London/New Delhi, November 13: For the first time at international level Prime Minister Narendra Modi, who is on a three-day visit to UK, faced question over 2002 Gujarat riots on Friday. Modi, however skipped the question and answered some other questions asked to him by international reporters in the press conference.Also Read - PM Modi Wears Unique Uttarakhand Traditional Cap Embellished with Brahmakamal Brooch, Here's All About His R-Day Attire
At a joint press conference where Modi and his UK counterpart David Cameron, the British government allowed two visiting and two local journalists to ask questions to the Prime Minister of India. Read Also: (Narendra Modi UK visit sees business deals worth $14 billion) Also Read - Parade, Parakram And Pride: India Witnesses Many Firsts at 73rd Republic Day Ceremony
A reporter from the Guardian posed the most pointed questions of the session to Modi when he was standing along with David Cameron. Also Read - 4 Reasons Why Tourism is The Next Growth Engine For India, TAAI President Jyoti Mayal Explains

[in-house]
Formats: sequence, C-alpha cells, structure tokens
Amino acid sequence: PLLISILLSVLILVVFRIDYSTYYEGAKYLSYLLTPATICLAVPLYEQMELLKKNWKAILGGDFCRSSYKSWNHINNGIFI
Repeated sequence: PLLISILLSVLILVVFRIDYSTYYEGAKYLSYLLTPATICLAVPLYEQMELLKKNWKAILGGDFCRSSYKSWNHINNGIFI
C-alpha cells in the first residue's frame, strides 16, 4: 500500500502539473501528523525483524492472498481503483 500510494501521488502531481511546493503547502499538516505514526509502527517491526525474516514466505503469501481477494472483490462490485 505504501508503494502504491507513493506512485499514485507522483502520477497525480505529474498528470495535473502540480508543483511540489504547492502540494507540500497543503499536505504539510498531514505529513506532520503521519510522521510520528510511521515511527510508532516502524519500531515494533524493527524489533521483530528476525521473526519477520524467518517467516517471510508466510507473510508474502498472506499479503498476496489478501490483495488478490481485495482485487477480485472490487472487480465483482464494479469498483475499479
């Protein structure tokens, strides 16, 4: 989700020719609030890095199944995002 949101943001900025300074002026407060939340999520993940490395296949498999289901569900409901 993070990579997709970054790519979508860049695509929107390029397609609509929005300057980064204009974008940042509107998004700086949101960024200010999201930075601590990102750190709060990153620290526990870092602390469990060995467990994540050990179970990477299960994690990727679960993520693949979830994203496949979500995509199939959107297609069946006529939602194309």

According to the reports, in The Wire, the Guardian correspondent asked, “What he would say to protestors on the streets of London who claimed he did not deserve the respect that would normally be accorded to the leader of the world’s largest democracy given his record as chief minister of Gujarat”. The correspondent was referring to the allegations that he did not act to prevent the killing of Muslims in riots that shook his state in 2002.
However, Modi, skipped the question and on behalf of Indian PM David Cameron said, “I’m pleased to welcome Prime Minister Modi here. He comes here with an enormous and historic mandate from the people of India who made him Prime Minister with a record and historic majority. As for what happened in the past, there were legal proceedings”.
Modi chose not to answer the most important question of mishandling the 2002 Gujarat riots which shook the country for years.
However Modi chose to answer a question asked by the same correspondent over the travel ban issue which was posed on him by United Kingdom and European Union.
To which Modi replied, “Firstly, let’s keep the record straight. I came in 2003 and had been warmly welcomed at that time as well. The UK has never stopped me from coming here. They have never banned me from coming here. Perhaps I could not come because of my own time constraints, so please do correct this wrong perception you may have.”
The US administration canceled Modi’s visa in 2004. But before the 2014 elections, the British High Commissioner reportedly visited Gandhinagar and met Modi in a signal that London was changing its view.